In 2009, the Centers for Disease Control and Prevention concluded that construction workers had nearly a three times greater risk for dying on the job than did the average employee in the United States. Similarly, during this same time period, 4.3 of every 100 construction workers employed were injured while working and construction laborers were the 7th highest group to miss days away from work due to work injuries.

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According to national statistics, more than three million workers suffer from an on-the-job injury or an illness every single year in America. Unfortunately, many of those victims live in or work in Chicago, a densely populated area that houses millions of workers daily. Injuries not only affect these workers but also their family members, loved ones, friends, and employers who find themselves shorthanded while a victim recovers. It is in everyone’s best interests to make workplaces as safe as possible and to reduce or eliminate as many work injuries as practicable.

A branch of the U.S. Department of Labor is charged with establishing basic safety guidelines at work site and with monitoring and, where appropriate, sanctioning conduct among employers if deemed to go against its rules. That branch, the Occupational Safety and Health Administration (“OSHA”), also requires many employers to gather information related to the injuries of their workers so that the information can be reviewed, analyzed, and new guidelines can be issued if reasonable to increase safety.

Until recently, data related to individual employers and their safety records was not widely available but thanks to a pending rule change by OSHA, that will change in the coming months.

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Any type of employee can be hurt in a workplace accident in Chicago, but some are more likely than others to suffer from harm. Among them, those who work in construction or near a construction site are particularly likely to be involved in incidents that cause injuries and damages to the workers themselves. Construction zones present a mix of activities and often a fast-paced environment, leading to incidents where mistakes or errors may result. If a worker is operating heavy machinery and uses poor judgment, that worker may injure herself and others on the site and those injuries may have a profound effect on those involved, their loved ones, and their friends.

Under the laws in Illinois, it is the duty of every employer – regardless of what industry is at issue – to provide a safe work environment, or as safe as possible if the job is one with inherent risk. This can mean things like properly training and certifying employees, having safety seminars, following local guidelines and OSHA regulations, and simply making sure that employees are not forced to risk themselves while they work. Failing to do so may make a job site unnecessarily risky and may be against the law.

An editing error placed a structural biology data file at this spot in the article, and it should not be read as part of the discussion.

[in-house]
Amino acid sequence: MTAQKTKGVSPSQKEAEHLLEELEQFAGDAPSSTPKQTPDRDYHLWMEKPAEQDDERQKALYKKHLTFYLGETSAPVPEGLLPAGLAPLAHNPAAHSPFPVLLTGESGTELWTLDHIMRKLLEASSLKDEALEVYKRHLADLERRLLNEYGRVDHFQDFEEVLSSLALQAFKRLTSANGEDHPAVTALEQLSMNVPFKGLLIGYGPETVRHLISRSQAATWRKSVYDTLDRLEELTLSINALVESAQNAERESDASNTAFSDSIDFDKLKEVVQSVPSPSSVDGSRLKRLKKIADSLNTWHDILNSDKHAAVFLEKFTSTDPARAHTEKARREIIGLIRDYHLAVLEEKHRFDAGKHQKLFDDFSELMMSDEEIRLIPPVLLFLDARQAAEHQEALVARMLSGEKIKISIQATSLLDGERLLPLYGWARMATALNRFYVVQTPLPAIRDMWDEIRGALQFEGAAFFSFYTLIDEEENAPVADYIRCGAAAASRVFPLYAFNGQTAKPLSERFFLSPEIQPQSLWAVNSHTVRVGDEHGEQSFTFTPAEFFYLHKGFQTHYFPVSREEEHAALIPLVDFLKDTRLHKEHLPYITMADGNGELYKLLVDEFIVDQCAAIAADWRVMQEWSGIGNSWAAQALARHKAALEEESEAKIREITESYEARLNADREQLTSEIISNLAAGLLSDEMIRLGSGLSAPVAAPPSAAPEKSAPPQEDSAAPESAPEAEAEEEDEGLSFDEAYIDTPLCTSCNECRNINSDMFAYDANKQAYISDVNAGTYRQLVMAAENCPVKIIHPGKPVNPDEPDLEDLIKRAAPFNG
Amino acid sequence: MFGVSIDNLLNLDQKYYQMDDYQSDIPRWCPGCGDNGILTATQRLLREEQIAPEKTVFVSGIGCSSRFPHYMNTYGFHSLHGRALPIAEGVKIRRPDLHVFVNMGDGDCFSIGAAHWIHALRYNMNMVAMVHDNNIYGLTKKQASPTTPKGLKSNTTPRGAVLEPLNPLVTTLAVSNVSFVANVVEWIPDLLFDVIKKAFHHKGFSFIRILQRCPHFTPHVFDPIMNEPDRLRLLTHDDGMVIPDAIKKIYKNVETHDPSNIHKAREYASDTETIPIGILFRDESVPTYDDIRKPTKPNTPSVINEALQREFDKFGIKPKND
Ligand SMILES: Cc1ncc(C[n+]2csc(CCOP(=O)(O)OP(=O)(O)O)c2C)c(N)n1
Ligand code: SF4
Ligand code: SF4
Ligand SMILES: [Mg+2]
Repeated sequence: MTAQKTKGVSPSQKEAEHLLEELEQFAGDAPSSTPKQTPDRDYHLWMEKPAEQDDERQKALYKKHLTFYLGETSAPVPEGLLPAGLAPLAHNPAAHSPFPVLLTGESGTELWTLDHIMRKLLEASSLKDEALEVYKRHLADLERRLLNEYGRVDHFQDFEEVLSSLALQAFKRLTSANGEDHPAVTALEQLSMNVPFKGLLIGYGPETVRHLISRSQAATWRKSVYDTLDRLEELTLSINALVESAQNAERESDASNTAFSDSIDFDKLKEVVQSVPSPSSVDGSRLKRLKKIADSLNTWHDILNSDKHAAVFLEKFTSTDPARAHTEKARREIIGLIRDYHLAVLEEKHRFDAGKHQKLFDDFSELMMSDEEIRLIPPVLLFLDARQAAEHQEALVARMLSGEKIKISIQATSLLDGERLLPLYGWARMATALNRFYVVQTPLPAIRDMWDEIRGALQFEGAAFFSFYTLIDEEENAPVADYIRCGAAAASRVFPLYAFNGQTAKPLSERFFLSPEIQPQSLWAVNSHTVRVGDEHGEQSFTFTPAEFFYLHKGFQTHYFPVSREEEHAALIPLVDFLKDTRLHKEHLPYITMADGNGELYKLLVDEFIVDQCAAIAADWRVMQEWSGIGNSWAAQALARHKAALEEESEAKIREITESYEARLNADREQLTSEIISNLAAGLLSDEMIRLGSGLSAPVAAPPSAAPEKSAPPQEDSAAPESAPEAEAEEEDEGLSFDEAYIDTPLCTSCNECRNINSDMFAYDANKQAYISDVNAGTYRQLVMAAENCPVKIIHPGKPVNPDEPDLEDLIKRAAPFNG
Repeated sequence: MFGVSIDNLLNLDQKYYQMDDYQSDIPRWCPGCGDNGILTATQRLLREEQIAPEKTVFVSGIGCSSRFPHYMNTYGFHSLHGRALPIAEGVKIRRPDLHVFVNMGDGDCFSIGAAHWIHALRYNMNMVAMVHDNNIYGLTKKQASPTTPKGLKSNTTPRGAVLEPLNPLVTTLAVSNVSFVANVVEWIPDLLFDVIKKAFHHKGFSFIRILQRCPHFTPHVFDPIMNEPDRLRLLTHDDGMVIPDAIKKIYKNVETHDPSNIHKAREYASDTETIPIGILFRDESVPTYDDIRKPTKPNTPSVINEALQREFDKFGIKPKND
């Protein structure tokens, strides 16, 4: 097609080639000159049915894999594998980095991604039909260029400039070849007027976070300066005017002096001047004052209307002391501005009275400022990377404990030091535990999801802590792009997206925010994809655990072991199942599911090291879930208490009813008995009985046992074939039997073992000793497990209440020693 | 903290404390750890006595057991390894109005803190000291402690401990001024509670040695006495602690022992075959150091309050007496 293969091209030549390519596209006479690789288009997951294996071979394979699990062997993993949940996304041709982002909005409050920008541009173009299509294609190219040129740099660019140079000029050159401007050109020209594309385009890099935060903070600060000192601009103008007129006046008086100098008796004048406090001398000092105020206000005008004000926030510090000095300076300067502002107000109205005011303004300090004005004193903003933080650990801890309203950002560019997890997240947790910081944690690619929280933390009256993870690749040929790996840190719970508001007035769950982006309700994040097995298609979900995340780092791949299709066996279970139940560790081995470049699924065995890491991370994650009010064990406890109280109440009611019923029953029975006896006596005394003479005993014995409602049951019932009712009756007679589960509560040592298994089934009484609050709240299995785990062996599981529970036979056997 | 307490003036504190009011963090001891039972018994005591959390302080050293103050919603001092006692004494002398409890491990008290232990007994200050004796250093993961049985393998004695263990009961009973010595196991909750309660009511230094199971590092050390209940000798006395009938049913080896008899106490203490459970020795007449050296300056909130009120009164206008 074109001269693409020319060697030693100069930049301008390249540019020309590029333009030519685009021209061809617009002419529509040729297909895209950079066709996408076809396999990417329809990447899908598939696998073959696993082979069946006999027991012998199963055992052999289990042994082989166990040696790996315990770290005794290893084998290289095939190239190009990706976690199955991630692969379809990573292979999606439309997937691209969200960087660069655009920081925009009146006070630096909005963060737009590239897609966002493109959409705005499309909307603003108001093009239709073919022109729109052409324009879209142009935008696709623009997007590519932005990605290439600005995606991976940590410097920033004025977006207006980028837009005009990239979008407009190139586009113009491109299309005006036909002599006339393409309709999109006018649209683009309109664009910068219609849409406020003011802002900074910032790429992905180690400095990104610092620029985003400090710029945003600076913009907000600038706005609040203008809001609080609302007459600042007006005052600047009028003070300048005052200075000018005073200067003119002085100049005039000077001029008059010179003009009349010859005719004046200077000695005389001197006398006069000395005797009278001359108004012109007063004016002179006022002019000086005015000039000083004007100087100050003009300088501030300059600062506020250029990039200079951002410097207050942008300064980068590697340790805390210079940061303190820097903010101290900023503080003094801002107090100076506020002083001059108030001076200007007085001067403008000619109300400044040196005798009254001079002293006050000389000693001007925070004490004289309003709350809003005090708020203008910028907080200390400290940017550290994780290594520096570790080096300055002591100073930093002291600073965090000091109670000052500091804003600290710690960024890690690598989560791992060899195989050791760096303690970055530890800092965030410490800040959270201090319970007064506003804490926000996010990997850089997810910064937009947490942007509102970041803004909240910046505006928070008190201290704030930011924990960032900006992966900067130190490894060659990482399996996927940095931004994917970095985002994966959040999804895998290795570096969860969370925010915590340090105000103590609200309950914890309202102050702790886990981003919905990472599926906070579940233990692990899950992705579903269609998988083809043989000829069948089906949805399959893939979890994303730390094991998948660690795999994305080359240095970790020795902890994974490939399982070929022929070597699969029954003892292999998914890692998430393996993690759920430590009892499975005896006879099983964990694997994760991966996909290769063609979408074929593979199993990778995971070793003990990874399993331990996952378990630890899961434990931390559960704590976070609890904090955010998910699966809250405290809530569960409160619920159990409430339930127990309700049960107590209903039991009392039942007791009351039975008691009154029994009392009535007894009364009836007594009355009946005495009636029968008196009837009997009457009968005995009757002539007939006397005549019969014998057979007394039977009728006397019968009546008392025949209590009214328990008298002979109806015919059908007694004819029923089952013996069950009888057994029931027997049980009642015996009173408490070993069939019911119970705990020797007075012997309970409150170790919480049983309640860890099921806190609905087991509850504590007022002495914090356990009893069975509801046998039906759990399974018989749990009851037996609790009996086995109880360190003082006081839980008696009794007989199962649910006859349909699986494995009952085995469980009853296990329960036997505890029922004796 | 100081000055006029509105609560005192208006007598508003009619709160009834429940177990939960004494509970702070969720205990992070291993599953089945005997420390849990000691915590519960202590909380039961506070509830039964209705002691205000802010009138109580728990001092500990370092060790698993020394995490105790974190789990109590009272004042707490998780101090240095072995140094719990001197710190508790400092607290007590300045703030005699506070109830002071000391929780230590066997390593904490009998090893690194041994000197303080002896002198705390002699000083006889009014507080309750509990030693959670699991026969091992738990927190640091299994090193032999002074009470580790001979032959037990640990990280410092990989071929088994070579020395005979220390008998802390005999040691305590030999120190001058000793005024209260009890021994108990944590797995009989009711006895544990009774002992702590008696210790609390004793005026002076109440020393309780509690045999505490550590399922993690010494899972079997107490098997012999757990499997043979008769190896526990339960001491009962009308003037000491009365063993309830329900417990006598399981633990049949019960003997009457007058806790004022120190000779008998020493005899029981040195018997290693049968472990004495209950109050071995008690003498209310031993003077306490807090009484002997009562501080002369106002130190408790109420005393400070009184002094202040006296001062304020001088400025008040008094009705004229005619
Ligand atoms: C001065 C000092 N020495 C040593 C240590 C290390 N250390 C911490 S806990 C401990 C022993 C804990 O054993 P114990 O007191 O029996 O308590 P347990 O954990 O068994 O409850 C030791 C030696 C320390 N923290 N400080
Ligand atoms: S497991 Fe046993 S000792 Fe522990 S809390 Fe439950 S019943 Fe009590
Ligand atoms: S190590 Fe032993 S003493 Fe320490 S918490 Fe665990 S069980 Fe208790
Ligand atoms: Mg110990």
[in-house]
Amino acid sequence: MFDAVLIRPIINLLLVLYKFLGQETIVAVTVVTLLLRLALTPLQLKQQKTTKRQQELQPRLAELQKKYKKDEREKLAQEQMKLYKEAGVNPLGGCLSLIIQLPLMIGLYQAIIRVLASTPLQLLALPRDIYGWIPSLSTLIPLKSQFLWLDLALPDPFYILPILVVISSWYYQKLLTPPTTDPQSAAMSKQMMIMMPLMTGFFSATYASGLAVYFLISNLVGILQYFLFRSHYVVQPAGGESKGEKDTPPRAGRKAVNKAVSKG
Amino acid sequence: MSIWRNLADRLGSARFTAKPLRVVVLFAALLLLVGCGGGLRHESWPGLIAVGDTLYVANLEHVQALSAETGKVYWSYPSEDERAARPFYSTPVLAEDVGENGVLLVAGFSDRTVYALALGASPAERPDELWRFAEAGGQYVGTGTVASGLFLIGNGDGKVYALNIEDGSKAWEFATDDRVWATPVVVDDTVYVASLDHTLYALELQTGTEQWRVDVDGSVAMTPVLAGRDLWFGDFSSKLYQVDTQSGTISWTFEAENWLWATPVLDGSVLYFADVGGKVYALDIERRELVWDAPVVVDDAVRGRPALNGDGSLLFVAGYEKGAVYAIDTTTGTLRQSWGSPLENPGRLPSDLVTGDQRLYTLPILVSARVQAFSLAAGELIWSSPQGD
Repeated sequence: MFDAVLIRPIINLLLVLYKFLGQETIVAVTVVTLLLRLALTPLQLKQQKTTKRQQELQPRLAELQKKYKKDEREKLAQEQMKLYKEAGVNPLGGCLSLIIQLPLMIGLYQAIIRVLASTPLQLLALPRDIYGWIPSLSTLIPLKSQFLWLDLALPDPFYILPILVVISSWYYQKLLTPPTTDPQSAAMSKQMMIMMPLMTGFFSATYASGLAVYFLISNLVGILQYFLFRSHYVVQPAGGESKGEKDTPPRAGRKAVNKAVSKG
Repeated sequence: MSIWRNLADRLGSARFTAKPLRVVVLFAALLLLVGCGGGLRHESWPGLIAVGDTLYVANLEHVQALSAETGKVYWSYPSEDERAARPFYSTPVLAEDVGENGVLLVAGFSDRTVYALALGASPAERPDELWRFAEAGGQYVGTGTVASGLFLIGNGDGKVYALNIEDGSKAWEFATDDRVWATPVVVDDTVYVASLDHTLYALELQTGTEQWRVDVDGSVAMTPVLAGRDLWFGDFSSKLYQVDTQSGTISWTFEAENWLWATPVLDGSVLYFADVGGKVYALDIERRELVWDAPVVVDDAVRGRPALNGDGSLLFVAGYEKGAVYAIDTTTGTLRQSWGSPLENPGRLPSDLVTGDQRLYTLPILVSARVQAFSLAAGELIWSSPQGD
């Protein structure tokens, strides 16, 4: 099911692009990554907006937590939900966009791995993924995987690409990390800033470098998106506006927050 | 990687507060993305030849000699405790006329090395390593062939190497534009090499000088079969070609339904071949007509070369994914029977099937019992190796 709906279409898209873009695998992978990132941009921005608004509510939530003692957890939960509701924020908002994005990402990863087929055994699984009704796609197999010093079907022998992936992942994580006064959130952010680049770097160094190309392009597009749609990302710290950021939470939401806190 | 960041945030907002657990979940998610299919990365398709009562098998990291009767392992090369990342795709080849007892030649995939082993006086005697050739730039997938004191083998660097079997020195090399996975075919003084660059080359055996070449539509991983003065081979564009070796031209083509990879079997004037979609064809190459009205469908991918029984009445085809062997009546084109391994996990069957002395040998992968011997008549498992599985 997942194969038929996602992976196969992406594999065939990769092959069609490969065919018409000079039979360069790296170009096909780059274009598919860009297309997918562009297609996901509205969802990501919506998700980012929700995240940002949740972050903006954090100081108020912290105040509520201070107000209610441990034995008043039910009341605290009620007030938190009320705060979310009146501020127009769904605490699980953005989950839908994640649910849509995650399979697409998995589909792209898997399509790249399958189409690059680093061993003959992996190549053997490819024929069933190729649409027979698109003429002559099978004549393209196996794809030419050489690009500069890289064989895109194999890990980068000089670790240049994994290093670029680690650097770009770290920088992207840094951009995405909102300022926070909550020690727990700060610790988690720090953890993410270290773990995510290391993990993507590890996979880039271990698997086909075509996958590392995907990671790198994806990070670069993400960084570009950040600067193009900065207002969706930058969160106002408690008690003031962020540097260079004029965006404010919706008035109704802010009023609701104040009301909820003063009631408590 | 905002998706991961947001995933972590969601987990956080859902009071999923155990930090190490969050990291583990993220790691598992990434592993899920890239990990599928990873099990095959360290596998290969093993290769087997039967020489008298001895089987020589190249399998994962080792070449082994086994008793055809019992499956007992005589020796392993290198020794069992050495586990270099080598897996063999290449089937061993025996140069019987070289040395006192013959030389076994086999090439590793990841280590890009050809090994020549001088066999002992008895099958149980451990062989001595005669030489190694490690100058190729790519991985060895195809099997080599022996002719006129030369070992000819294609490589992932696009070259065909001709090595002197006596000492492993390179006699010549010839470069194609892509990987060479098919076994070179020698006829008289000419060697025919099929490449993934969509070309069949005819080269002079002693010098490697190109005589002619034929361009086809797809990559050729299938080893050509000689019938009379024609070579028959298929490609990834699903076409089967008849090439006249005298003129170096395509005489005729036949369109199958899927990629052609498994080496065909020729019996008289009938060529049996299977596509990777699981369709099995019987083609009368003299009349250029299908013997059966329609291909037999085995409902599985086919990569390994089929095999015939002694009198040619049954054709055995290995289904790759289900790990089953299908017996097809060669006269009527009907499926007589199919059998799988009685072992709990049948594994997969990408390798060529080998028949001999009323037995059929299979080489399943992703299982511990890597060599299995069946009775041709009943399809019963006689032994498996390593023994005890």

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What are your rights if you are hurt on the job while in Chicago? There are laws in place to protect injured workers, to help them recover, and to enable them to move forward financially in the event that a workplace accident happens, but the laws may not always provide enough protection. With regularity, lawyers hear stories about employees who were mistreated or even terminated following a work injury though those actions are contrary to both public policy and state law.

Now, a recent study out of Harvard University is lending support to the idea that injured workers are more likely to lose their jobs than those who are never hurt while working. The study involved questioning 1,331 nursing home employees who worked in nursing facilities on the east coast over an 18 month period. Through the surveys, participants were asked to disclose whether they were injured, what their employment status was at the time, and whether they had changed employment since the prior survey. Shockingly, at the one year mark of the study, 30 percent of participants reported that they had been injured at work and roughly 25 percent reported at least one job change by the time the study concluded at 18 months.

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In a city the size of Chicago, there is a constant need for construction. Whether it is repair work to the existing roads, the erection of new buildings, or even retrofitting existing structures, construction is happening twelve months a year in this area and is the source of countless jobs. Construction is needed for the city to flourish but it also can be a safety hazard, placing those who are employed to do the work in dangerous situations that may lead to an on-the-job accident.

In 2014, 4,679 workers lost their lives in job accidents in the nation. That averages out to nearly 90 deaths per week or more than 13 deaths per day. Not only did these victims lose their lives but the victims’ families, friends, and loved ones suffered from these accidents as well, losing important members of their families and of our community and being forced to pick up the pieces after a tragic incident. Of all the deaths in the nation, the vast majority of them – 4,251 – occurred in private industry, and among those, construction workers were at particularly high risks for fatalities. According to the Occupational Safety & Health Administration (“OSHA”), 874 of the private industry fatalities happened in construction settings which is just over 20 percent of all private industry deaths, or one out of every five fatalities.